I am surprised by the things that I do miss. I remember the warm, stale breeze just before the metro-plane arrived—our overcrowded, inefficient, and polluting system of mass aviation transit. One evening, my vehicle broke down above the Manhattan Bridge, suspended over the river for five hours, panic mounting amongst the passengers while the sky rewarded our patience with a radiant sunset. Although we relied on our mass transit systems, each ride was expensive, so those of us with unlimited monthly metrocards often swiped in fellow riders on the way out.

For years I kept one of my plastic metrocards. A yellow and blue artifact of my younger life. The production of plastic is, of course, long discontinued and most of those alive today do not know what the material looks like beyond the tiny, compact ping-pong ball into which much of the world’s existing plastic has been compressed. The ball is held, with all other objects of historic significance, in our collective possession, accessible for all to study and understand the society from which we came. Each year, any recently contributed plastics are added to it. I sent in my own little metrocard over a decade ago.

Clémence White, 2020

Kaltes klares Wasser (invitation card), 2020 | photo: Moritz Schermbach

Exhibition view: Kaltes klares Wasser, 2019 | Villa Wenkenhof, Riehen, Basel, photo: Claude Barrault

Cold Lights, chandelier, LED candles (6500k), dimensions variable, 2019 | photo: Claude Barrault

One Afternoon, physical modeling & additive synthesis, 5.1 Dolby-Surround audio installation, 28‘ loop, 2019 | photo: Claude Barrault

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Cold Lights, chandelier, LED candles (6500k), dimensions variable, 2019 | photo: Claude Barrault

Exhibition view: Kaltes klares Wasser, 2019 | Villa Wenkenhof, Riehen, Basel, photo: Claude Barrault

Cinema Chairs for 6-Year-Olds, velour, polyester fiberglass laminate, aluminum, car paint, 200 x 55 x 70 cm, 2019 | photo: Claude Barrault

Exhibition view: Kaltes klares Wasser, 2019 | Villa Wenkenhof, Riehen, Basel, photo: Claude Barrault

00:32, pencil on paper, white aluminum frame, white aluminum stand, drawing: 90 x 63 cm, stand: 80 x 30 x 195 cm, 2019 | photo: Claude Barrault

Cinema Chair for 6-Year-Olds, velour, polyester fiberglass laminate, aluminum, car paint, 50 x 55 x 70 cm, 2019 | photo: Claude Barrault

12 Cinema Chairs for 6-Year-Olds, chipboard, car paint, velour, 175 x 165 x 45 cm, 2019 | Centre d‘Art Yverdon-les-Bains, photo: Claude Cortinovis, Nico Müller

The sculpture 12 Cinema Chairs for 6-Year-Olds quotes the cinema as a heterotopia par excellence: another space, a counterpoint or even a realized utopia. As an individual ‚enchanting machine‘ it is able to concentrate disparate spaces simultaneously in a single location and put things in relation to each other without them having anything to do with each other. Connections are created where there aren‘t actually any. At the same time, the cinema acts as a social space. It gathers an audience in the here and now and forms a mixture of different perspectives, which first collide and then are adjusted and rescaled into an order. If one imagines Matthias Liechti‘s sculpture not only as an abstract modular structure, but as a real arrangement into which (fictitiously) 6-year-old children could be squeezed, it loses its original lightness. The logical relationships between children and cinema chairs and the numbers ‚6‘ and ‚12‘, implied by the title, reinforce the latent uncanny: Connections are created where there are none. The transformational and at the same time organizing and normalizing potential of cinema-like structures could - when combined - become dangerous. In Matthias Liechti‘s armada of red velvet chairs, however, the threat is not obviously presented, but merely sounds like a possibility.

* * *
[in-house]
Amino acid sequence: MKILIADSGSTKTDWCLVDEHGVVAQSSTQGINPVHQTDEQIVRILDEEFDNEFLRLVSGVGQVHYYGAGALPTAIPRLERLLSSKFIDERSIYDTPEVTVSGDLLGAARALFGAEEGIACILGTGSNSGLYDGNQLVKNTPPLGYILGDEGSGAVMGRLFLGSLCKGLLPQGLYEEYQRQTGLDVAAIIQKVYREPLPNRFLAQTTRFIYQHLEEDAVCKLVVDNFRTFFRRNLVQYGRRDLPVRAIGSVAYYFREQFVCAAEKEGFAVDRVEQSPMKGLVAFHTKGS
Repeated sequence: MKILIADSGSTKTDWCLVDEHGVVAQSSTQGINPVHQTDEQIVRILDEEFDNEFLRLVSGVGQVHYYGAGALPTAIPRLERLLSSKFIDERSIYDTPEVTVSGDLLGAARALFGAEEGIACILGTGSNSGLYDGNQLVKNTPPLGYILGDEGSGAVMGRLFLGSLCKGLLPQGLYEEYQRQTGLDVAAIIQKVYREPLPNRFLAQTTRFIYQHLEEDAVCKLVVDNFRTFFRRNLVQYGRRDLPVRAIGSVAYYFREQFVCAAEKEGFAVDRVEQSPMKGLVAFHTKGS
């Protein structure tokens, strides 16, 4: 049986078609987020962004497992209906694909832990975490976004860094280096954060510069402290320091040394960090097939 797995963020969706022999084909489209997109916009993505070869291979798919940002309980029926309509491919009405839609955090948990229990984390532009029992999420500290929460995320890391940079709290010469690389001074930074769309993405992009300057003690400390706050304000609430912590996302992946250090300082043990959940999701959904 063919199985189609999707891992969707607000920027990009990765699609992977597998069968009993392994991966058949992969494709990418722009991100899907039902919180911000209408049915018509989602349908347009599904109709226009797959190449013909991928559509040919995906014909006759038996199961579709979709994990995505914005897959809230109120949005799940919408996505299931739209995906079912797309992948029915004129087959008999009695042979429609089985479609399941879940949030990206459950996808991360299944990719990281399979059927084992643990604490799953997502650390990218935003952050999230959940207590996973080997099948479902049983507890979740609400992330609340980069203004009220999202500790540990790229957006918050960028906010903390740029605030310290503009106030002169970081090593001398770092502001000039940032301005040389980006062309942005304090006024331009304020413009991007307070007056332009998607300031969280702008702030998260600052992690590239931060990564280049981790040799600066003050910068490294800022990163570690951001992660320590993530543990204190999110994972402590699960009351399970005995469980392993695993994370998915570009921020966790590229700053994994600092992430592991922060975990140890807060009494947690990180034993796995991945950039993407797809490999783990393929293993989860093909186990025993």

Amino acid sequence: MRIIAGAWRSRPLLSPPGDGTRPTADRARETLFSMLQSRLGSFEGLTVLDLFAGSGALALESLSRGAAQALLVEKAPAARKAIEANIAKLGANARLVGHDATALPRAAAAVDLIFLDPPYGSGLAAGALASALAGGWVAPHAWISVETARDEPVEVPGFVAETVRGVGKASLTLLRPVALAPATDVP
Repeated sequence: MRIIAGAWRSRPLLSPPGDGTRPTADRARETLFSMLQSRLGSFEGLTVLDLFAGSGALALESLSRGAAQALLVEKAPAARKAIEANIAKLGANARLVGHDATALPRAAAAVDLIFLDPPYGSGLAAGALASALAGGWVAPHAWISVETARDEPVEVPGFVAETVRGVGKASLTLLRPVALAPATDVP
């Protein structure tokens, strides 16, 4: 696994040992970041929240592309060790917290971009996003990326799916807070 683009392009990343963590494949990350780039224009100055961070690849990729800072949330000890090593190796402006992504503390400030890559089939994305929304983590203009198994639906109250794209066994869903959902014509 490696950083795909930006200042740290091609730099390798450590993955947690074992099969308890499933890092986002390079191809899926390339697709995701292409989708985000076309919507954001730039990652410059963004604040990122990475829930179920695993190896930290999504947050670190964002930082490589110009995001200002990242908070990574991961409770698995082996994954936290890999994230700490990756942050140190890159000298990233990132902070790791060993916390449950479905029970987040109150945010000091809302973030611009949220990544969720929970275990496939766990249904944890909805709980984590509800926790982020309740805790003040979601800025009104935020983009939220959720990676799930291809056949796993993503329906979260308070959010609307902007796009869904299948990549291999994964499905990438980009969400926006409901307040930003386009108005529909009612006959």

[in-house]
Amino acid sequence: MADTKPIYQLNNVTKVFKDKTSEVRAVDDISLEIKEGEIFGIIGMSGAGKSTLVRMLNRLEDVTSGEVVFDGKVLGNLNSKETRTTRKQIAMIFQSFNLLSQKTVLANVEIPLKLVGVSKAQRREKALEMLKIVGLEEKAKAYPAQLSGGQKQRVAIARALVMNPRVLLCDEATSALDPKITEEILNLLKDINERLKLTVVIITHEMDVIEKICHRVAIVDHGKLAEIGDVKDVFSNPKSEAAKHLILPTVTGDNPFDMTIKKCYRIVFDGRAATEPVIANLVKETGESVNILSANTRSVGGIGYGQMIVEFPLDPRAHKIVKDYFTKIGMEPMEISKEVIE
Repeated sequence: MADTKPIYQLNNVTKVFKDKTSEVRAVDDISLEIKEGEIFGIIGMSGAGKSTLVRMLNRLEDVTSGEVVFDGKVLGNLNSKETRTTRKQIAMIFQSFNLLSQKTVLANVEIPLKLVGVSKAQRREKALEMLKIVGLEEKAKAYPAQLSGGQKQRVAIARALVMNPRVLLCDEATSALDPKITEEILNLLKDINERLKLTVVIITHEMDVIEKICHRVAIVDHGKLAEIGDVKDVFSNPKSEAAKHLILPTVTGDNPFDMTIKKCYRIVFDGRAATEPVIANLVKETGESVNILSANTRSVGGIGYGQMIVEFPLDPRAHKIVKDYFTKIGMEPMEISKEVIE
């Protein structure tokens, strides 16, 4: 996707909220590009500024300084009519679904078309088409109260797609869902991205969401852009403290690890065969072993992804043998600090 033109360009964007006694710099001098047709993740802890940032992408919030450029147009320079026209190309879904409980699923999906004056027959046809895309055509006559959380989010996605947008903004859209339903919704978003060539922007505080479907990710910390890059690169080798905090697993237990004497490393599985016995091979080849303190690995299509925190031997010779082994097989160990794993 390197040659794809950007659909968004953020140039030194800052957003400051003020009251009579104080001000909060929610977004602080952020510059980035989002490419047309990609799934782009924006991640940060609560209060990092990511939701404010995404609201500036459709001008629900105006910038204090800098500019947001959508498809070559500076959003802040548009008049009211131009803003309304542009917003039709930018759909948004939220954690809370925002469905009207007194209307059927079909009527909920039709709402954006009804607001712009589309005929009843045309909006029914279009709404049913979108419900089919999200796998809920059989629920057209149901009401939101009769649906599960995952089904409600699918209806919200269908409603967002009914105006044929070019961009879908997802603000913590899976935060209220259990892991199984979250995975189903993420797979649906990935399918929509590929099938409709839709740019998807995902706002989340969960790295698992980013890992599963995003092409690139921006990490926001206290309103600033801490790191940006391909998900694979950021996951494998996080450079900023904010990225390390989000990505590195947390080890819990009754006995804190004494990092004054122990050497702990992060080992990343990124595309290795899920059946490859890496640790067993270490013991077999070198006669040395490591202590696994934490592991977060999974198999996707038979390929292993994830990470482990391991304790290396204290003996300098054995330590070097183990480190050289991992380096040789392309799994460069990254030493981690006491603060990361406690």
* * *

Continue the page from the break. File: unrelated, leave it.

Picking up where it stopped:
Based on our temporally condensed and spatially layered present, Liechti creates model-like scenarios and deviant topoi that invite viewers to a thought experiment. As fantastic catalysts, they lead into a world in which the usual perspective can hardly be applied and in which the boundaries between reality and fiction are dissolved.

Deborah Müller, 2019

Gate (Schillerndes Warenhaus), galvanized steel, glued, 460 x 280 x 13cm (installation dimensions variable), 2018 | Kunsthalle Bern, photo: David Aebi

21:17, pencil on paper, white aluminum frame, 90 x 63 cm, 2018 | photo: Valentina Suter

12:20, pencil on paper, white aluminum frame, 90 x 63 cm, 2017 | photo: Valentina Suter

11:45, pencil on paper, white aluminum frame, 90 x 63 cm, 2017 | photo: Valentina Suter

12:00, pencil on paper, white aluminum frame, 90 x 63 cm, 2017 | photo: Valentina Suter

10:10, pencil on paper, white aluminum frame, 90 x 63 cm, 2017 | photo: Valentina Suter

05:59, pencil on paper, white aluminum frame, 90 x 63 cm, 2017 | photo: Valentina Suter

18:00, pencil on paper, white aluminum frame, 90 x 63 cm, 2017 | photo: Valentina Suter

01:23, pencil on paper, white aluminum frame, 90 x 63 cm, 2017 | photo: Valentina Suter

00:00, pencil on paper, white aluminum frame, 90 x 63 cm, 2017 | photo: Valentina Suter

Exhibition view: 不着边际 I Cannot See, duo show with LIAO Fei, curated by YAO Mengxi, 2016 | V Space, Shanghai

Gate (R), galvanized steel, welded, 350 x 280 x 7 cm, 2016

Exhibition view: 不着边际 I Cannot See, duo show with LIAO Fei, curated by YAO Mengxi, 2016 | V Space, Shanghai

Gate (W), bright steel, welded, oiled, 260 x 280 x 4 cm, 2016

Gesetz, turned cherry wood, pressed and rusty Orangina can, white stone, dimensions variable, 2016

Dear Margarita, coffee grounds, margarita cocktail glass, 12 x 12 x 17 cm, 2016

Dear Margarita, coffee grounds, margarita cocktail glass, core hole, LED light, glass: 12 x 12 x 17 cm core hole: 35 x 35 x 75 cm, 2016 | photo: Tomáš Souček

Exhibition view: Better Ideas for Life, 2016 | Karlin Studios, Prague, photo: Tomáš Souček

I told you!, concrete, glass, polybothris sumptuosa gema, glass object: 22 x 22 x 28 cm each, concrete pillars: 35 x 35 x 150 cm each, insect: 4 x 2 x 1.5 cm, 2016 | Ausstellungsraum Klingental, Basel, photo: Karin Borer